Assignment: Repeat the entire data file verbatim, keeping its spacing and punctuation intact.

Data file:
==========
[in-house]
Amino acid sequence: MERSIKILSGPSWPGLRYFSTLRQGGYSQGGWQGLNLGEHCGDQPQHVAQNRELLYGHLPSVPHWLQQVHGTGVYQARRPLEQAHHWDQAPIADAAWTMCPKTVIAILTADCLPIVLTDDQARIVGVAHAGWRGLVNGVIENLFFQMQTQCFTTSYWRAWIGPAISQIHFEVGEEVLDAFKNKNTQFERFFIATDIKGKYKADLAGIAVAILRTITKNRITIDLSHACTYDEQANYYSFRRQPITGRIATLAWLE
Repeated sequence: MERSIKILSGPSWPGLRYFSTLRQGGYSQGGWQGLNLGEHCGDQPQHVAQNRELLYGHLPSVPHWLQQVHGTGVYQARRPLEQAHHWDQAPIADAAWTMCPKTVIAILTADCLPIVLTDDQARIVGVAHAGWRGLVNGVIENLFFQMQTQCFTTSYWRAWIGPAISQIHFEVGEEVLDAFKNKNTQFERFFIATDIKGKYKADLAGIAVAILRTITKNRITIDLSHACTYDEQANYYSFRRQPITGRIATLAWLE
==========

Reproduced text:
[in-house]
Amino acid sequence: MERSIKILSGPSWPGLRYFSTLRQGGYSQGGWQGLNLGEHCGDQPQHVAQNRELLYGHLPSVPHWLQQVHGTGVYQARRPLEQAHHWDQAPIADAAWTMCPKTVIAILTADCLPIVLTDDQARIVGVAHAGWRGLVNGVIENLFFQMQTQCFTTSYWRAWIGPAISQIHFEVGEEVLDAFKNKNTQFERFFIATDIKGKYKADLAGIAVAILRTITKNRITIDLSHACTYDEQANYYSFRRQPITGRIATLAWLE
Repeated sequence: MERSIKILSGPSWPGLRYFSTLRQGGYSQGGWQGLNLGEHCGDQPQHVAQNRELLYGHLPSVPHWLQQVHGTGVYQARRPLEQAHHWDQAPIADAAWTMCPKTVIAILTADCLPIVLTDDQARIVGVAHAGWRGLVNGVIENLFFQMQTQCFTTSYWRAWIGPAISQIHFEVGEEVLDAFKNKNTQFERFFIATDIKGKYKADLAGIAVAILRTITKNRITIDLSHACTYDEQANYYSFRRQPITGRIATLAWLE